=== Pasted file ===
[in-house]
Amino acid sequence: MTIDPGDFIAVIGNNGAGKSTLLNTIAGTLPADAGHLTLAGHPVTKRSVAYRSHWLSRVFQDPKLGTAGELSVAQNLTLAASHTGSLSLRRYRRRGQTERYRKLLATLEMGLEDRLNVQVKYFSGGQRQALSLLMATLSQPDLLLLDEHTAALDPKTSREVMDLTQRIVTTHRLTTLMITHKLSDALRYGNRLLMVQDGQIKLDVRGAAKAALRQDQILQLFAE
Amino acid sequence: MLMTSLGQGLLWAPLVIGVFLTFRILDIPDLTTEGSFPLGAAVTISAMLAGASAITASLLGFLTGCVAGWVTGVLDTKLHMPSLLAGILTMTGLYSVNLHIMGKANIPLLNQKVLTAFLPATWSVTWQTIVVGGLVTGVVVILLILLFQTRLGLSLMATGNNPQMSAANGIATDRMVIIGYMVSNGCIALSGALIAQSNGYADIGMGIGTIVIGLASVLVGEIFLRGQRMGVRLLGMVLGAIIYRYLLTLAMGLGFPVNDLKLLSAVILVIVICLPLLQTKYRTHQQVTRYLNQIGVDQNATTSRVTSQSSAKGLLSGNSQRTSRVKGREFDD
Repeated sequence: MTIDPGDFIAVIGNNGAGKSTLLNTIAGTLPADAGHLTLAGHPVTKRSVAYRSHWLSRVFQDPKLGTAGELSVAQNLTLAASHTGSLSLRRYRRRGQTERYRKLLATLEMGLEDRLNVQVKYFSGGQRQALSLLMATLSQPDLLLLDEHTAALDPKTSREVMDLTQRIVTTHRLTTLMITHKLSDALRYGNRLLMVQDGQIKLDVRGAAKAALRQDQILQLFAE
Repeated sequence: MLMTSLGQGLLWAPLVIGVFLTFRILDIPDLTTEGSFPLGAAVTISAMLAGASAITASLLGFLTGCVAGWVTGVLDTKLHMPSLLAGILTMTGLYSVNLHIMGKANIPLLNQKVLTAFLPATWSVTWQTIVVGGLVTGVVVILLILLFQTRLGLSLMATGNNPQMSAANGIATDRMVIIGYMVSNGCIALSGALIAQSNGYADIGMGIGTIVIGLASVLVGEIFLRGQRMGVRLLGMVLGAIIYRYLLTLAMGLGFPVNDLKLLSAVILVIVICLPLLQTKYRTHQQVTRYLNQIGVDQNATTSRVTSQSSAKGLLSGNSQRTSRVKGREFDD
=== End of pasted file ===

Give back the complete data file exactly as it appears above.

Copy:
[in-house]
Amino acid sequence: MTIDPGDFIAVIGNNGAGKSTLLNTIAGTLPADAGHLTLAGHPVTKRSVAYRSHWLSRVFQDPKLGTAGELSVAQNLTLAASHTGSLSLRRYRRRGQTERYRKLLATLEMGLEDRLNVQVKYFSGGQRQALSLLMATLSQPDLLLLDEHTAALDPKTSREVMDLTQRIVTTHRLTTLMITHKLSDALRYGNRLLMVQDGQIKLDVRGAAKAALRQDQILQLFAE
Amino acid sequence: MLMTSLGQGLLWAPLVIGVFLTFRILDIPDLTTEGSFPLGAAVTISAMLAGASAITASLLGFLTGCVAGWVTGVLDTKLHMPSLLAGILTMTGLYSVNLHIMGKANIPLLNQKVLTAFLPATWSVTWQTIVVGGLVTGVVVILLILLFQTRLGLSLMATGNNPQMSAANGIATDRMVIIGYMVSNGCIALSGALIAQSNGYADIGMGIGTIVIGLASVLVGEIFLRGQRMGVRLLGMVLGAIIYRYLLTLAMGLGFPVNDLKLLSAVILVIVICLPLLQTKYRTHQQVTRYLNQIGVDQNATTSRVTSQSSAKGLLSGNSQRTSRVKGREFDD
Repeated sequence: MTIDPGDFIAVIGNNGAGKSTLLNTIAGTLPADAGHLTLAGHPVTKRSVAYRSHWLSRVFQDPKLGTAGELSVAQNLTLAASHTGSLSLRRYRRRGQTERYRKLLATLEMGLEDRLNVQVKYFSGGQRQALSLLMATLSQPDLLLLDEHTAALDPKTSREVMDLTQRIVTTHRLTTLMITHKLSDALRYGNRLLMVQDGQIKLDVRGAAKAALRQDQILQLFAE
Repeated sequence: MLMTSLGQGLLWAPLVIGVFLTFRILDIPDLTTEGSFPLGAAVTISAMLAGASAITASLLGFLTGCVAGWVTGVLDTKLHMPSLLAGILTMTGLYSVNLHIMGKANIPLLNQKVLTAFLPATWSVTWQTIVVGGLVTGVVVILLILLFQTRLGLSLMATGNNPQMSAANGIATDRMVIIGYMVSNGCIALSGALIAQSNGYADIGMGIGTIVIGLASVLVGEIFLRGQRMGVRLLGMVLGAIIYRYLLTLAMGLGFPVNDLKLLSAVILVIVICLPLLQTKYRTHQQVTRYLNQIGVDQNATTSRVTSQSSAKGLLSGNSQRTSRVKGREFDD